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XI.

THE VICTORY.

Hark, how the church-bells, with redoubling peals,
Stun the glad ear! Tidings of joy have come,
Good tidings of great joy! Two gallant ships
Met on the element, -- they met, they fought
A desperate fight. Good tidings of great joy!
Old England triumphed! Yet another day
Of glory for the ruler of the waves !
For those who fell ('twas in their country's cause), —
They have their passing paragraphs of praise,
And are forgotten.

There was one, who died
In that day's glory, whose obscurer name
No proud historian's page will chronicle.
Peace to his honest soul! I read his name,
”Twas in the list of slaughter, - and thanked God
The sound was not familiar to mine ear.
But it was told me after, that this man
Was one whom lawful violence had forced
From his own home and wife and little ones,
Who by his labor lived ; that he was one
Whose uncorrupted heart could keenly feel
A husband's love, a father's anxiousness;
That from the wages of his toil he fed
The distant dear ones, and would talk of them
At midnight when he trod the silent deck
With him he valued, — talk of them, of joys

Which he had known, - O God! and of the hour
When they should meet again, till his full heart,
His manly heart, at times would overflow,
Even like a child's, with very

tenderness.
Peace to his honest spirit ! suddenly
It came, and merciful the ball of death
That it came suddenly, and shattered him,
Nor left a moment's agonizing thought
On those he loved so well.

Ile ocean-deep
Now lies at rest. Be Thou her comforter,
Who art the widow's friend! Man does not know
What a cold sickness made her blood run back,
When first she heard the tidings of the fight;
Man does not know with what a dreadful hope
She listened to the names of those who died ;
Man does not know, or, knowing, will not heed,
With what an agony of tenderness
She gazed upon her children, and beheld
His image who was gone.

O God! be thou, Who art the widow's friend, her comforter!

WESTBURY, 1798.

XII.

HISTORY.

Thou chronicle of crimes! I'll read no more ;
For I am one who willingly would love
His fellow-kind. O gentle Poesy!

66

Receive me from the court's polluted scenes,
From dungeon horrors, from the fields of war,
Receive me to your haunts, that I may nurse
My nature's better feelings; for my soul
Sickens at man's misdeeds.

I spake, when, lo!
There stood before me, in her majesty,
Clio, the strong-eyed Muse. Upon her brow
Sate a calm anger.

“Go, young man!” she cried,
Sigh ainong myrtle bowers, and let thy soul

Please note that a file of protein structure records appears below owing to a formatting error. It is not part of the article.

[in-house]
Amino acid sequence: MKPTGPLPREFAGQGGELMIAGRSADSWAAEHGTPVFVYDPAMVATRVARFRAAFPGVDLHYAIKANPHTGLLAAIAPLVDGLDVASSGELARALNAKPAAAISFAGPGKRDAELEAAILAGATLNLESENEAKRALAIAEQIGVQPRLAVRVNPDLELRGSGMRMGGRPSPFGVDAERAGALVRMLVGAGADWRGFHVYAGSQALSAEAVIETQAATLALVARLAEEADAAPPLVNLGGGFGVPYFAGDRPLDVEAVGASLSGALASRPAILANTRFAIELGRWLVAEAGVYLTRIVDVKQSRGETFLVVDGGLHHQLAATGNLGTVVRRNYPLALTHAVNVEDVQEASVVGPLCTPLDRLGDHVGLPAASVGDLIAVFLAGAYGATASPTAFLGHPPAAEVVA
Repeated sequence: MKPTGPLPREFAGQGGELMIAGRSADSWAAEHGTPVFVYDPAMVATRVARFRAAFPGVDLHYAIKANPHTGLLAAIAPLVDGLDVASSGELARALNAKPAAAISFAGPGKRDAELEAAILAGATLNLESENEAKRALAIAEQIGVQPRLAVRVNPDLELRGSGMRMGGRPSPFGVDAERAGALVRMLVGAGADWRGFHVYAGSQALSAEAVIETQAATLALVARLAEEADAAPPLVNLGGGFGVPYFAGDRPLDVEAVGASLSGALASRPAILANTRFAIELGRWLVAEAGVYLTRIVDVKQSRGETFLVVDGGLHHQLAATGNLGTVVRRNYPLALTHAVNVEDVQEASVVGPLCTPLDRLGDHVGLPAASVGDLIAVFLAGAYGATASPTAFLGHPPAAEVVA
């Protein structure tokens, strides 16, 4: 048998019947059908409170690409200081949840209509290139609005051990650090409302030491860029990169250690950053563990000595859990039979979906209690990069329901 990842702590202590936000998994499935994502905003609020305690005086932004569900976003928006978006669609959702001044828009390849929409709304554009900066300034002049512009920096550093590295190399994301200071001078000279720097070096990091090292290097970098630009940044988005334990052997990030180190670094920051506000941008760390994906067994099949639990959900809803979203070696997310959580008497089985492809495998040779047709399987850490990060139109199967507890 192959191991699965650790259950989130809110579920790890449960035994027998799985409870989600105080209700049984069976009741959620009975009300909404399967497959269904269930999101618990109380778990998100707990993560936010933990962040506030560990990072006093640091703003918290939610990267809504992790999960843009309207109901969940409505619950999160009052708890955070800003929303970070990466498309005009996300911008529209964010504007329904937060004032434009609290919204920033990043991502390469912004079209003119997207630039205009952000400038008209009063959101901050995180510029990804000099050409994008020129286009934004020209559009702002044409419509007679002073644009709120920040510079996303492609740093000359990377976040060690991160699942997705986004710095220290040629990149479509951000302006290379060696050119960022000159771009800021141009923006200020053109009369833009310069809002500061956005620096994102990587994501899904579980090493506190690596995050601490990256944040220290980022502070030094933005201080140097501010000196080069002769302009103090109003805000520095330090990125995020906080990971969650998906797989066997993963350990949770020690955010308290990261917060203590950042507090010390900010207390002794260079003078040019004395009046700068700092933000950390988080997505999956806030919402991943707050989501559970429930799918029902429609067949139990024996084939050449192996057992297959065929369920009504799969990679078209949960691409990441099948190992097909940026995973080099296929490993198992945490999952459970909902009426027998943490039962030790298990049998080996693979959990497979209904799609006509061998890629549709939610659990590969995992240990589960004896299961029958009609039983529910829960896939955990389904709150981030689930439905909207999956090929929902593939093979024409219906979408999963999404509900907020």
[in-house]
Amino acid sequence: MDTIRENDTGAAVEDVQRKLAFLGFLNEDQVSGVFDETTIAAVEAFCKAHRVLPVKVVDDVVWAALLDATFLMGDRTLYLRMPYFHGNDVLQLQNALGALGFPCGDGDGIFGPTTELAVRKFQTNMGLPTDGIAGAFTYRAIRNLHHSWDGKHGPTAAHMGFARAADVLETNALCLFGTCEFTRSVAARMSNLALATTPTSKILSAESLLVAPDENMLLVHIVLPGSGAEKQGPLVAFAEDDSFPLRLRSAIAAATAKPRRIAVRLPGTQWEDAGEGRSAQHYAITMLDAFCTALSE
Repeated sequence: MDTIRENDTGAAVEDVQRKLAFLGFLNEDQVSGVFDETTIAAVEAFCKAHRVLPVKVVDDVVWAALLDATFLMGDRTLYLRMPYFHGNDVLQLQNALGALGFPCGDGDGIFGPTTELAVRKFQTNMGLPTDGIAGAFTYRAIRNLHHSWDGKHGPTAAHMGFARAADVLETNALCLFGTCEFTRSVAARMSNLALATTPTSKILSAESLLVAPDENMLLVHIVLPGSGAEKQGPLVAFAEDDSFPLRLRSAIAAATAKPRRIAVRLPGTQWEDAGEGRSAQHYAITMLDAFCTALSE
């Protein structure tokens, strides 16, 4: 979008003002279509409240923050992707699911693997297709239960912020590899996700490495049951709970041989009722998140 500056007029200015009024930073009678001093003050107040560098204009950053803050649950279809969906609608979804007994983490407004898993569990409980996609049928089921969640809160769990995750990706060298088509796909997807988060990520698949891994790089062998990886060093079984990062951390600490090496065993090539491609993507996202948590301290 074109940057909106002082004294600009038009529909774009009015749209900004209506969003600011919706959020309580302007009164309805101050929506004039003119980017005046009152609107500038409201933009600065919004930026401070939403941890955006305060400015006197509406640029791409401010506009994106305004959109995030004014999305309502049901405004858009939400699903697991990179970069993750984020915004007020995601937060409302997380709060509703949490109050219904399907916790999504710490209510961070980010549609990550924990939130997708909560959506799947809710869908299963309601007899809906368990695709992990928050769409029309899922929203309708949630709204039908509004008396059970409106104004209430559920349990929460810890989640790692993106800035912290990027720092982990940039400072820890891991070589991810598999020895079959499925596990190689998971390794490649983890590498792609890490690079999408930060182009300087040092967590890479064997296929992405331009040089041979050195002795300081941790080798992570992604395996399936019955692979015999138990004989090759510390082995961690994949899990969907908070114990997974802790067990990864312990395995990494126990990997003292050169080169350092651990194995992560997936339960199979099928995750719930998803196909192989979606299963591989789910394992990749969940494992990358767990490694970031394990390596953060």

Effuse itself in strains so sorrowful sweet
That love-sick maids may weep upon thy page,
Soothed with delicious sorrow. Oh, shame, shame!
Was it for this I wakened thy young mind ?
Was it for this I made thy swelling heart
Throb at the deeds of Greece, and thy boy's eye
So kindle when that glorious Spartan died ?
Boy, boy, deceive me not ! What if the tale
Of murdered millions strike a chilling pang ;
What if Tiberius in his island stews,
And Philip at his beads, alike inspire
Strong anger and contempt, hast thou not risen
With nobler feelings, with a deeper love
For freedom ? Yes: if righteously thy soul
Loathes the black history of human crimes
And human misery, let that spirit fill
Thy song, and it shall teach thee, boy! to raise
Strains such as Cato might have deigned to hear,
As Sidney in his hall of bliss

may

love.” WESTBURY, 1798.

XIII.

WRITTEN IMMEDIATELY AFTER READING

THE SPEECH OF ROBERT EMMET,

ON HIS TRIAL AND CONVICTION FOR HIGH TREASON,

SEPTEMBER, 1803.

“Let no man write my epitaph ; let my grave
Be uninscribed ; and let my memory rest
Till other times are come, and other men,
Who then may do me justice.” *

Emmet, no!
No withering curse hath dried my spirit up,
That I should now be silent, that my soul
Should from the stirring inspiration shrink,
Now when it shakes her, and withhold her voice,
Of that divinest impulse never more
Worthy, if impious I withheld it now,
Hardening my heart. Here, here, in this free Isle,
To which in thy young virtue's erring zeal
Thou wert so perilous an enemy,

* These were the words in his speech: “Let there be no inscription upon my tomb; let no man write my epitaph: no man can write my epitaph. I am here ready to die. I am not allowed to vindicate my character; and, when I am prevented from vindicating myself, let no man dare to calumniate me. Let my character and my motives repose in obscurity and peace, till other times and other men can do them justice. Then shall my character be vindicated; then may my epitaplı be written. I HAVE DONE."

Here in free England shall an English hand
Build thy imperishable monument ;
Oh! to thine own misfortune and to ours,
By thine own deadly error so beguiled,
Here in free England shall an English voice
Raise up thy mourning-song. For thou hast paid
The bitter penalty of that misdeed;
Justice hath done her unrelenting part,
If she in truth be Justice who drives on,
Bloody and blind, the chariot wheels of Death.

So young, so glowing for the general good, Oh, what a lovely manhood had been thine, When all the violent workings of thy youth Had passed away, hadst thou been wisely spared, Left to the slow and certain influences Of silent feeling and maturing thought ! How had that heart, that noble heart, of thine, Which even now had snapped one spell, which

beat With such brave indignation at the shame And guilt of France, and of her miscreant lord, How had it clung to England! With what love, What

pure and perfect love, returned to her, Now worthy of thy love, the champion now For freedom, — yea, the only champion now, And soon to be the avenger! But the blow Hath fallen, the indiscriminating blow, That for its portion to the grave consigned Youth, Genius, generous Virtue. Oh, grief, grief!

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